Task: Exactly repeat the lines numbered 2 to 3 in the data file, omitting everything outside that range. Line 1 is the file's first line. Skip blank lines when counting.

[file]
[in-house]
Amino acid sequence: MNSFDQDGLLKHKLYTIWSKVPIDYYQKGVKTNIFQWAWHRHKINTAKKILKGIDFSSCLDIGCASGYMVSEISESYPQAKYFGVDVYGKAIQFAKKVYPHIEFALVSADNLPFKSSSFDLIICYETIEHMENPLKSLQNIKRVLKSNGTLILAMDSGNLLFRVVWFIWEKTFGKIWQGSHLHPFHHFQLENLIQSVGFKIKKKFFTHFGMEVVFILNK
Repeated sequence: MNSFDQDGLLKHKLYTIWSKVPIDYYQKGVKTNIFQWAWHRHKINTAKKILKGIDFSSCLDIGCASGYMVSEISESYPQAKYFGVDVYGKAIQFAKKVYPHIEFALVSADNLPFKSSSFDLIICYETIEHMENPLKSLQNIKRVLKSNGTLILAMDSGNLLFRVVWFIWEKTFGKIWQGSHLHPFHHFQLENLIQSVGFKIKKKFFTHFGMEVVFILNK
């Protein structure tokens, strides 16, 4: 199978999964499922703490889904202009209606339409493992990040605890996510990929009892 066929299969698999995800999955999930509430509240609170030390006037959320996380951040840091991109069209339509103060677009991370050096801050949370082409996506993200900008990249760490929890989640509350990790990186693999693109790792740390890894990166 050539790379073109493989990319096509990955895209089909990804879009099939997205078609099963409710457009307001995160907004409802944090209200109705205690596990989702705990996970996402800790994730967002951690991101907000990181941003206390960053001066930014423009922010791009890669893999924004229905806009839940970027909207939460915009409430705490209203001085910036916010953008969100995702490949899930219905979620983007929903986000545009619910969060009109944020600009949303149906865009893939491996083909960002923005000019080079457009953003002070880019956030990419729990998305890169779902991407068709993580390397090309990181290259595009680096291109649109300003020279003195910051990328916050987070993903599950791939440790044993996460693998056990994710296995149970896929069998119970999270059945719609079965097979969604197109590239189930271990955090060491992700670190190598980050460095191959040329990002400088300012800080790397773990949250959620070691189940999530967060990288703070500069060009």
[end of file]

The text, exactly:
Amino acid sequence: MNSFDQDGLLKHKLYTIWSKVPIDYYQKGVKTNIFQWAWHRHKINTAKKILKGIDFSSCLDIGCASGYMVSEISESYPQAKYFGVDVYGKAIQFAKKVYPHIEFALVSADNLPFKSSSFDLIICYETIEHMENPLKSLQNIKRVLKSNGTLILAMDSGNLLFRVVWFIWEKTFGKIWQGSHLHPFHHFQLENLIQSVGFKIKKKFFTHFGMEVVFILNK
Repeated sequence: MNSFDQDGLLKHKLYTIWSKVPIDYYQKGVKTNIFQWAWHRHKINTAKKILKGIDFSSCLDIGCASGYMVSEISESYPQAKYFGVDVYGKAIQFAKKVYPHIEFALVSADNLPFKSSSFDLIICYETIEHMENPLKSLQNIKRVLKSNGTLILAMDSGNLLFRVVWFIWEKTFGKIWQGSHLHPFHHFQLENLIQSVGFKIKKKFFTHFGMEVVFILNK